The Pitch: Jim (Rami Malek) is a dedicated detective with a good track record of being one of the best in his unit, but the serial killer he’s hunting continues to evade him. Enter Joe Deacon (Denzel Washington), a former detective. At first, Jim isn’t keen on teaming up with Joe, but recognizes Joe has insight and experience he doesn’t have. Although the two work well together, Jim has a gut feeling that his new partner isn’t telling him the whole story. He soon learns that Joe dealt with a series of similar killings of women years ago.
A Seven Knock Off: I was 13 years old when I asked a random adult to buy myself and a friend movie tickets to see David Fincher’s 1995 film, Seven. I fell in love with the storytelling and the sheer brutality of it all. In the subsequent years, the film has become a classic with many writers/directors trying to capture its essence — what made Seven a hallmark of the thriller genre. Well, it’s now 2021, and director John Lee Hancock wants to do exactly that with his psychological thriller noir — and he is not successful. The older Black cop, the rookie partner, the elusive killer, the desert showdown … the similarities are uncanny!
I Am Confusion: The cast is stacked with Oscar winners in Washington, Malek, and Jared Leto, all the more reason why The Little Things shouldn’t be this indolent and unimaginative. Alas, here we are…
Washington is unremarkable, employing the same techniques and quirks he always does in roles that require no effort. There is no depth to his performance; he’s just sleepwalking through the runtime. Mr. Robot’s Malek is acting just like that–a machine. On paper, he’s supposed to be an empathetic family man committed to justice, but you wouldn’t know it because he wears zero emotion on his face. In action, he’s just reciting lines like he’s forced to be there. And who the hell knows what Leto is doing; it’s tough to get a read on his vision for would-be serial killer Albert Sparma.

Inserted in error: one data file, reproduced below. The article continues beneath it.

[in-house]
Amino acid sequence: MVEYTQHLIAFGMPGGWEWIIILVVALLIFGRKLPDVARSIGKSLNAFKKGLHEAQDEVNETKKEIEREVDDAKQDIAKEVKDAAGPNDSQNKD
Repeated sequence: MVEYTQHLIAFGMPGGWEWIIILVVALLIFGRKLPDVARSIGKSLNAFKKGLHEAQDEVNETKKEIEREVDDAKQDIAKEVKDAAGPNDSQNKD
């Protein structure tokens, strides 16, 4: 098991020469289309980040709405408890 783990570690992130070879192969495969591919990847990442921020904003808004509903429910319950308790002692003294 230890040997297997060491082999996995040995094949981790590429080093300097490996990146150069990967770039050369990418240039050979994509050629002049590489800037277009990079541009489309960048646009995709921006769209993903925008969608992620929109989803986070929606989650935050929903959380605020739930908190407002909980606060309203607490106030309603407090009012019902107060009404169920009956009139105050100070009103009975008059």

Yet it’s even harder to pin down what theme The Little Things is trying to address. The film ends with the viewer still having no information about who anyone is or their motivations. Instead, they mostly wander through the narrative aimlessly, spouting diatribes about ethics but making up the rules as they go. Consistency is hard to find in this cinematic purgatory, where the viewer has to watch characters wait for something to happen. Painfully.
Complicating matters further is how Hancock’s directing style is nearly indistinguishable from anything David Fincher has committed to celluloid — even beyond Seven. The difference is that Fincher at least juxtaposes the bleaker aspects of his films with strong performances, none of which are to be found here. To his credit, Hancock is certainly a competent director, but his story kills any opportunity for The Little Things to be even marginally enjoyable.
The Verdict: Word is that this film was written before Seven’s theatrical release. But even if it was released in the 1990s, a story in this state would still suffer the same problems it does in 2021. After all, the thriller genre has been so strong these last five years, and this entry to the genre simply doesn’t measure up to the new standards. It’s a miserable experience — a dull, dated copy of something we’ve seen before — and takes way too long to ever get moving. (It never really does.) In the end, an unimaginative script and underutilized actors make The Little Things as trivial as the title implies.
Where’s It Streaming? The Little Things premieres Friday, January 29th via HBO Max.